lease." Community Dev. Co., supra at 355. "[T]he existence of an outstanding lease at an unrealistically low rental for a long term, not representing the fair rental value of the property is not to be used as a basis for calculating actual value." People ex rel. Gale v. Tax Comm'n of the City of New York, 17 A.D.2d 225, 230 (N.Y. 1962).
The company did not offer any evidence other than admittedly noneconomic rents on which an income stream could be established. Choosing an appropriate gross income figure for establishing an income stream was within the board's discretion and expertise. Fox Ridge Assocs. v. Assessors of Marshfield, 392 Mass. 652 , 654 (1984). "The essential requirement is that the board exercise judgment." New Boston Garden Corp. v. Assessors of Boston, supra at 473. The record indicates that the board considered the testimony of the experts and exercised its own independent judgment. "One reasonably could conclude from the facts before the board that the actual . . . rental income of the property was artificially low and, therefore, an improper basis upon which to establish an income stream for income capitalization purposes." Fox Ridge Assocs. v. Assessors of Marshfield, supra. Therefore, we conclude that the board's use of fair economic rents rather than actual rents is supported by substantial evidence.
3. Computation of expenses. The company also claims that the board erred in calculating the net income to be capitalized because it deducted actual expenses rather than fair economic expenses. The board adopted the assessors' expert's adjustment (3% of gross income) for vacancy and collection loss based on the presence of a stable, long-term tenant and arrived at an adjusted gross income of $124,936. However, the board decreased the allowance for management fees from four per cent to three per cent of adjusted gross income because it found that the expert's figure assumed owner responsibility for fire insurance, structural repairs, and maintenance. [Note 5] It disregarded
the expert's deduction for structural repairs and maintenance because of the company's responsibility for those items but it allowed some deduction ($2,300) for insurance expenses not covered by fire liability coverage. The board accepted the twelve per cent capitalization rate and the decision not to apply a tax factor in light of the company's responsibility under the lease for the payment of all taxes. [Note 6]
The company claims that it is "patently unfair" to consider lease obligations when determining operating expenses and not to consider them when determining fair market value. The fact is that the board did consider the lease obligations in arriving at a market rental value and made a downward adjustment in the imputed economic rent to reflect that factor. Moreover, "[t]he issue of what expenses may be considered in any particular piece of property is for the board." Alstores Realty Corp. v. Assessors of Peabody, 391 Mass. 60 , 65 (1984). There is no error.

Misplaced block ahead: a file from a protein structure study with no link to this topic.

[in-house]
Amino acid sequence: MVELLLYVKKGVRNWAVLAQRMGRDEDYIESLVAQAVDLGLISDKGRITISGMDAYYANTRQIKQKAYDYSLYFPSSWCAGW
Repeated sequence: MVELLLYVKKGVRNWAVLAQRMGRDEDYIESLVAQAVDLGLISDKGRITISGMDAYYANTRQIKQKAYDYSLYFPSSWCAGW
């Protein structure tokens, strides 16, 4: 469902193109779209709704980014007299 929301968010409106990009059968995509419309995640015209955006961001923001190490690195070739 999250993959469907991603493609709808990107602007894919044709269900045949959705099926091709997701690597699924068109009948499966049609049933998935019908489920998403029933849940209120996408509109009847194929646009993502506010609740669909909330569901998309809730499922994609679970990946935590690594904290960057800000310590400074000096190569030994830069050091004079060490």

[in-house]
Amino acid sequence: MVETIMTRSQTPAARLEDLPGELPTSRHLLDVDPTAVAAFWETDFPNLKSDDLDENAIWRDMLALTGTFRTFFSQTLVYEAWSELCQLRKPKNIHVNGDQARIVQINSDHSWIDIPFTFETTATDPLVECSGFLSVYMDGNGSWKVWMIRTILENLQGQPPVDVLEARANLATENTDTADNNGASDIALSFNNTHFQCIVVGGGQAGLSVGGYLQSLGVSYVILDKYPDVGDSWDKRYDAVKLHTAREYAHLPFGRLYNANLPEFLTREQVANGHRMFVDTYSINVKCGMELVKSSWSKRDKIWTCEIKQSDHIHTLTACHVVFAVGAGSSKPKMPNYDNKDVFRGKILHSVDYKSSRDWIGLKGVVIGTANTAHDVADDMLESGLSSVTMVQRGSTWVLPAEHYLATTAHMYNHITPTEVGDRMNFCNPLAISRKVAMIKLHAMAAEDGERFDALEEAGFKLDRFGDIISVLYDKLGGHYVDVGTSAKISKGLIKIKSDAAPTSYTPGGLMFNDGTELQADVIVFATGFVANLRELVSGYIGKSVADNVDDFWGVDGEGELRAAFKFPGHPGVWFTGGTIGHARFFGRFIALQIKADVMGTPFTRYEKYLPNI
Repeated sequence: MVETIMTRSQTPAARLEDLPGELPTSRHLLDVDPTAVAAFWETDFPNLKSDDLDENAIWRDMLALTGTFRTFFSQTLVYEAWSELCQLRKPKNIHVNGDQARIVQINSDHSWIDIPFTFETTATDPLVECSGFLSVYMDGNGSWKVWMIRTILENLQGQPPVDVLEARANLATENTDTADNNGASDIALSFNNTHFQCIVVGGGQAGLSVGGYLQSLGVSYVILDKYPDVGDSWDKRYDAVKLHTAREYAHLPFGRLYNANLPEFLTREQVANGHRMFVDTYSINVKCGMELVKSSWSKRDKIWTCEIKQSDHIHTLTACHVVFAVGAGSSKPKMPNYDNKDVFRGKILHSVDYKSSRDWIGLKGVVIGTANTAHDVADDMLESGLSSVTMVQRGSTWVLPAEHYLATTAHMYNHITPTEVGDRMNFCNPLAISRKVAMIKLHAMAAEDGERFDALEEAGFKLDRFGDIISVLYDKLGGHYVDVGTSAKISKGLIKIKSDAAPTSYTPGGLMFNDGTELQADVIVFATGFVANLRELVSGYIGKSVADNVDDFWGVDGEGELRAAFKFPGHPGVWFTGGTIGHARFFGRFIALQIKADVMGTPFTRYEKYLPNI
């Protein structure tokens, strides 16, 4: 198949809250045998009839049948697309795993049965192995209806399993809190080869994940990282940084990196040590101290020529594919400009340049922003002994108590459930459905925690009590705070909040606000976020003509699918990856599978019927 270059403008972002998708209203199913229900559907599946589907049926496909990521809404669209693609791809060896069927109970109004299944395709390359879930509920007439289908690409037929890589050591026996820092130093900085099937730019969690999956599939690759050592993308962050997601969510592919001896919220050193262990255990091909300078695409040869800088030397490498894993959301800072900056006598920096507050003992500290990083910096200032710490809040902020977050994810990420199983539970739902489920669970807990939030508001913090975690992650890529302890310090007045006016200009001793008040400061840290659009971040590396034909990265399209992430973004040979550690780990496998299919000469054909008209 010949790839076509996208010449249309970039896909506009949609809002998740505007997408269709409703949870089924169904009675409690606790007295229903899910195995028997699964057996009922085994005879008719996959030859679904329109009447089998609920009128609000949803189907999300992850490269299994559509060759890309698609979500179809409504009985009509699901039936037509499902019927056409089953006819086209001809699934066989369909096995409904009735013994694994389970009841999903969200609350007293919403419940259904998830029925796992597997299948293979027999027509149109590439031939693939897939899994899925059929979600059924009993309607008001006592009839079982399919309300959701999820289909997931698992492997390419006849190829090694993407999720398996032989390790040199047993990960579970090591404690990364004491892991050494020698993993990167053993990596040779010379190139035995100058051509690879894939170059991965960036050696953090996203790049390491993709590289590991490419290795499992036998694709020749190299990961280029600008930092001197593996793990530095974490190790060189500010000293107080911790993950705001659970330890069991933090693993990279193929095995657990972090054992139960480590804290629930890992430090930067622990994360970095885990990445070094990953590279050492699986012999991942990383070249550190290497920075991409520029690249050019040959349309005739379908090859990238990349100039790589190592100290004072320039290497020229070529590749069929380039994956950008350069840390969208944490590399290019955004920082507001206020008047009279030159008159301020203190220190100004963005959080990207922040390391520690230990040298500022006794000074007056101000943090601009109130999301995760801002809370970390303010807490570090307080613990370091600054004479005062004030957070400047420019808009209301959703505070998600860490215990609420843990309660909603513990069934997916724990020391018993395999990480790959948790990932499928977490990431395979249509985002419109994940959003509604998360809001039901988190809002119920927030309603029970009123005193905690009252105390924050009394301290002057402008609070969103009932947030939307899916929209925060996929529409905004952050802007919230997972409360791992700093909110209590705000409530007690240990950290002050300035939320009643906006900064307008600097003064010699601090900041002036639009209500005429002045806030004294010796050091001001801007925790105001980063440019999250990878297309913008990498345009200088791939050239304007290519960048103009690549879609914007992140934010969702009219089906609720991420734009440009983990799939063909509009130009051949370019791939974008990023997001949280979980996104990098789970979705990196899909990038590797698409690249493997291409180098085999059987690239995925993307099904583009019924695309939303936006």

We conclude that the board's decision is supported by substantial evidence and that the decision of the board should be affirmed.
[Note 1] The board found that the property was undervalued but disproportionately assessed for fiscal year 1982 and computed an equalized tax of $84.12, as provided by G. L. c. 58A, Section 14 (1984 ed.). The disproportionate assessment is not at issue. The board found that the property was overvalued for fiscal years 1983 and 1984. The company was granted abatements in the amounts of $5,466.28 for fiscal year 1982, $6,375.46 for fiscal year 1983, and $8.515.72 for fiscal year 1984. By this appeal, it seeks abatements in the amounts of $62,819.30, $27,476.54, and $30,701.49, respectively, plus interest and costs. The assessors have not cross appealed.
[Note 2] These factors included land area, building area, age, condition, quality of construction, location, and access.
[Note 3] The board agreed with the assessors' expert that the depreciated reduction cost method was unreliable in the circumstances.
[Note 4] That finding is supported by the evidence from the company's experts as well as the assessors' expert.
[Note 5] The expert's report stated: "The following expenses would be incurred by a new owner of the subject property under a net rental agreement: vacancy and collection loss; management; structural insurance, and structural repairs and maintenance." However, as the board noted in its decision, the company was under a "net net net" lease where the lessee is responsible for the payment of all taxes and assessments, fire and liability insurance premiums, utility charges, ordinary repairs, and maintenance. In addition, as stated, the lessee was responsible for all structural repairs.
[Note 6] The capitalization rate is not at issue.